Now to be fair, I didn't mind that too much. I though microsoft was being bold and forthright asking me these things, clearly explaining the consequences, and giving me the opt-out choices in a fairly fine grained way that was not confusing. I kudos to microsoft for not being google. (I hear the next ChromeOS has an anal probe.)

Now what about the actual user experience. Well I have to say it's lovely. they got rid of the dancing squirrel tiles and put back the start button. The tiles now are shrunk and toned down to they pop up alongside the start menu. The remaining tiles are mostly just the useful ones like things you last did. there's still some you didn't ask for of course but really it's well done to the point of being useful.

And that's the crux of the new 10. It basically just gets out of your way. By not being windows 8, it's huge step forward. It is very mac like in the attention to looks. I'd say it's almost identical to linux Mint after you install some of Mint's more helpful applets (which probably are striving to copy windows 10).

It's very easy to use and get around. The search works pretty well for finding stuff. However they made the same mistake as apple in merging local file search with web searches. My cortana won't work since I chose not to share things with Microsoft.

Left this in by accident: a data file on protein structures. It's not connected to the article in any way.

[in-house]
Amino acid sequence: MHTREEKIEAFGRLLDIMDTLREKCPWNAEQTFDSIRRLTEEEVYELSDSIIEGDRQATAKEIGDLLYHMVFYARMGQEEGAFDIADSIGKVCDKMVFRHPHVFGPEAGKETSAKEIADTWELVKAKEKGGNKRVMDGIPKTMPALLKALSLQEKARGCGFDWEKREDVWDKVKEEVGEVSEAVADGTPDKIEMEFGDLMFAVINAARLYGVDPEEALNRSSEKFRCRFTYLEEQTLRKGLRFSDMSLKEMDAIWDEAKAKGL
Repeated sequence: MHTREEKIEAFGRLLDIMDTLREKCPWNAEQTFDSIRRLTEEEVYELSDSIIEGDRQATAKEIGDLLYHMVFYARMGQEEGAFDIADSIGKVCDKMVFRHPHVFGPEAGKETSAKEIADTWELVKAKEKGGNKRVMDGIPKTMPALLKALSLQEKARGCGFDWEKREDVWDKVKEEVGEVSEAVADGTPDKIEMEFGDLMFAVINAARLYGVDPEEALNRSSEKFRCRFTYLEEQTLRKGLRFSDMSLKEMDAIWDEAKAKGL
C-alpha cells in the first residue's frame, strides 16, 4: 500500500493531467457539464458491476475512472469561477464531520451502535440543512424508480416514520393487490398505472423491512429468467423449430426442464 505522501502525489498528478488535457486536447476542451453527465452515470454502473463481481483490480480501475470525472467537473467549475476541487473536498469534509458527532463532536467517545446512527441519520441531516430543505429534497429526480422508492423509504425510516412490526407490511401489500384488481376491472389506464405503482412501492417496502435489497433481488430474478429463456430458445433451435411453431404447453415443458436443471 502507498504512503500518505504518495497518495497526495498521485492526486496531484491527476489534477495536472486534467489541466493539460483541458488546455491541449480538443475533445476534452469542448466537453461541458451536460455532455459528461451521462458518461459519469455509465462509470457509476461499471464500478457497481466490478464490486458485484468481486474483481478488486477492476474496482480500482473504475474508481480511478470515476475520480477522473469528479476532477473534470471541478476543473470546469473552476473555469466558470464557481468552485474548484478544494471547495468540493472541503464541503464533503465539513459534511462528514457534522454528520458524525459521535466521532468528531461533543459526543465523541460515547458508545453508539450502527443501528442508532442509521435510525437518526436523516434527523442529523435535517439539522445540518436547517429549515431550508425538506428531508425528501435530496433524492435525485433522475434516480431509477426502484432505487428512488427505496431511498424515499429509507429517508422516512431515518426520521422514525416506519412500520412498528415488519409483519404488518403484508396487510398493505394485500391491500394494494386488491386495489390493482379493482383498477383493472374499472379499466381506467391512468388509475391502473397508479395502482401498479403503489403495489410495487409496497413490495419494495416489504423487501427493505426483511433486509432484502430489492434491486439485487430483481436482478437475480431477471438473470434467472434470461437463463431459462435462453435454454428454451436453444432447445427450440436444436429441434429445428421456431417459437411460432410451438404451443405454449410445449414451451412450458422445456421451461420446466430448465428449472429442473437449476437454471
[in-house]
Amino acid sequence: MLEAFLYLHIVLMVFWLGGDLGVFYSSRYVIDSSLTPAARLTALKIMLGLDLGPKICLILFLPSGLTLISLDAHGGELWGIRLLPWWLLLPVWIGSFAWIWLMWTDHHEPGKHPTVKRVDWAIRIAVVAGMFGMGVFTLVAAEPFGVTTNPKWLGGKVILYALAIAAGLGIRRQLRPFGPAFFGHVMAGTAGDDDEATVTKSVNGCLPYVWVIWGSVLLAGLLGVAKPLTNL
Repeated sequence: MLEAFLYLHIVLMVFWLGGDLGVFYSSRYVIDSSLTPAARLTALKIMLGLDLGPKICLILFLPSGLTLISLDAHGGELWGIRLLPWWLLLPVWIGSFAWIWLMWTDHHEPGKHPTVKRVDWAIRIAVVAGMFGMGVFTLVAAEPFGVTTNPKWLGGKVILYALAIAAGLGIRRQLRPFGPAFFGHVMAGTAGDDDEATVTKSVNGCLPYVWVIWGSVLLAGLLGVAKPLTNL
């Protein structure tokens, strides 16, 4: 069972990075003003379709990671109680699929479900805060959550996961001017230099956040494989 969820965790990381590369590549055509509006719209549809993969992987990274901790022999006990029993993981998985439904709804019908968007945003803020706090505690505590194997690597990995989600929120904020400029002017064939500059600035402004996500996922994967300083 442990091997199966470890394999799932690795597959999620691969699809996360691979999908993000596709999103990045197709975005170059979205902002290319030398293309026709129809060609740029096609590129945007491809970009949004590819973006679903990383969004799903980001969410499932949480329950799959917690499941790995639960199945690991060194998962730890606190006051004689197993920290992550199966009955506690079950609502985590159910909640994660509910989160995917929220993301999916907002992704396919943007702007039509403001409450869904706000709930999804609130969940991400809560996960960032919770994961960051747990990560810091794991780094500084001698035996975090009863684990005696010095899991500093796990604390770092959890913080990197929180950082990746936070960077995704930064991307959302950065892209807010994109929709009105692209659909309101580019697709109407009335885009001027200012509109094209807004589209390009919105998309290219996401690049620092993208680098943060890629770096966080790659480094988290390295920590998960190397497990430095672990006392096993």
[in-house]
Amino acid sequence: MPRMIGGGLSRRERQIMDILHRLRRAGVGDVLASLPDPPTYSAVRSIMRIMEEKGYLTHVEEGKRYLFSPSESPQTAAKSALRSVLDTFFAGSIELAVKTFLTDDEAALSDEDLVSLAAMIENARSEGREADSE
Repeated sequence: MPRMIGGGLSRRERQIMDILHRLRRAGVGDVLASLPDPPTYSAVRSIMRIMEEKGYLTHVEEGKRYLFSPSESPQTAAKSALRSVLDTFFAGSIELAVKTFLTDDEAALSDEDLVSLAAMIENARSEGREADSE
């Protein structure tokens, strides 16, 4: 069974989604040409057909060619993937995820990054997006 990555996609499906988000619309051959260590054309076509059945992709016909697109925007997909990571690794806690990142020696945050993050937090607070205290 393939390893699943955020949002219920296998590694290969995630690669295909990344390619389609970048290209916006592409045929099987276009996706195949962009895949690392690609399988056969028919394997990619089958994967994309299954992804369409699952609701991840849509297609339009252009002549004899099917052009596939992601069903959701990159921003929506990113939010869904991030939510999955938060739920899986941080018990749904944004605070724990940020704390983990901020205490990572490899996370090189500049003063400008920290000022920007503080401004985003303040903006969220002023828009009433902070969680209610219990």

The edge broswer is okay. It's fast and modern. But it's lack of menus is completely baffling. I installed Opera and firefox instead. But edge is the default so I get to use it a lot.

Mine came with crapware that tried to trick me into sintalling it like it was part of the OS. For example Norton utilities installed itself then after the tenticles were in everything it informed me it was a 1 month trial and i'd need to pay. HP somehow got in on the act too.

It still had the same confusing directory structure that all Windows machines have. For example it makes it impossible to navigate eclipses java-based file broswer from your default home director up and over to the program files. or at least I never figured out how. I had to just enter the paths by hand. Archives open in an inspector by default rather than just open. I suppose I could get used to that, but I kept getting fooled into thinking the archive had been unpacked.